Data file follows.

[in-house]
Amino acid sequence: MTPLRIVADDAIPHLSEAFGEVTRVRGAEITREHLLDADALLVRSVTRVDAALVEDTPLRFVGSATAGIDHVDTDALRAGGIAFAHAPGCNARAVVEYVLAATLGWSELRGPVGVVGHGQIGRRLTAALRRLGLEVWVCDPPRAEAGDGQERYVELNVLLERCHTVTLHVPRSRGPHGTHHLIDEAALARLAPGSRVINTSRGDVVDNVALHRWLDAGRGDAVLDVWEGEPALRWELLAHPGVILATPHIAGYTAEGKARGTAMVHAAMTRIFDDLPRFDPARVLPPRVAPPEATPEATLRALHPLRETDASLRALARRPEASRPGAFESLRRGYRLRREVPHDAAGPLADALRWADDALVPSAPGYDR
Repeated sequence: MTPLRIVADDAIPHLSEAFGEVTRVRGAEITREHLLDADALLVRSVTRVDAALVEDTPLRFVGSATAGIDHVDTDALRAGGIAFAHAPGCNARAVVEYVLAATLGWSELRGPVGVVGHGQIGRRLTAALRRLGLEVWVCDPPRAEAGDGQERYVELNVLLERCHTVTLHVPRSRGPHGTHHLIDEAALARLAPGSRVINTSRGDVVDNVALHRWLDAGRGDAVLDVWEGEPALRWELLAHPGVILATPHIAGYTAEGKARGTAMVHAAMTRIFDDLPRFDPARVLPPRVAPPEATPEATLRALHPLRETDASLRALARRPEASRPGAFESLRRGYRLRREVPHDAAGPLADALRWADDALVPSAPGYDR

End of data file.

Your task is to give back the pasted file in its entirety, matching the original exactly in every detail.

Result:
[in-house]
Amino acid sequence: MTPLRIVADDAIPHLSEAFGEVTRVRGAEITREHLLDADALLVRSVTRVDAALVEDTPLRFVGSATAGIDHVDTDALRAGGIAFAHAPGCNARAVVEYVLAATLGWSELRGPVGVVGHGQIGRRLTAALRRLGLEVWVCDPPRAEAGDGQERYVELNVLLERCHTVTLHVPRSRGPHGTHHLIDEAALARLAPGSRVINTSRGDVVDNVALHRWLDAGRGDAVLDVWEGEPALRWELLAHPGVILATPHIAGYTAEGKARGTAMVHAAMTRIFDDLPRFDPARVLPPRVAPPEATPEATLRALHPLRETDASLRALARRPEASRPGAFESLRRGYRLRREVPHDAAGPLADALRWADDALVPSAPGYDR
Repeated sequence: MTPLRIVADDAIPHLSEAFGEVTRVRGAEITREHLLDADALLVRSVTRVDAALVEDTPLRFVGSATAGIDHVDTDALRAGGIAFAHAPGCNARAVVEYVLAATLGWSELRGPVGVVGHGQIGRRLTAALRRLGLEVWVCDPPRAEAGDGQERYVELNVLLERCHTVTLHVPRSRGPHGTHHLIDEAALARLAPGSRVINTSRGDVVDNVALHRWLDAGRGDAVLDVWEGEPALRWELLAHPGVILATPHIAGYTAEGKARGTAMVHAAMTRIFDDLPRFDPARVLPPRVAPPEATPEATLRALHPLRETDASLRALARRPEASRPGAFESLRRGYRLRREVPHDAAGPLADALRWADDALVPSAPGYDR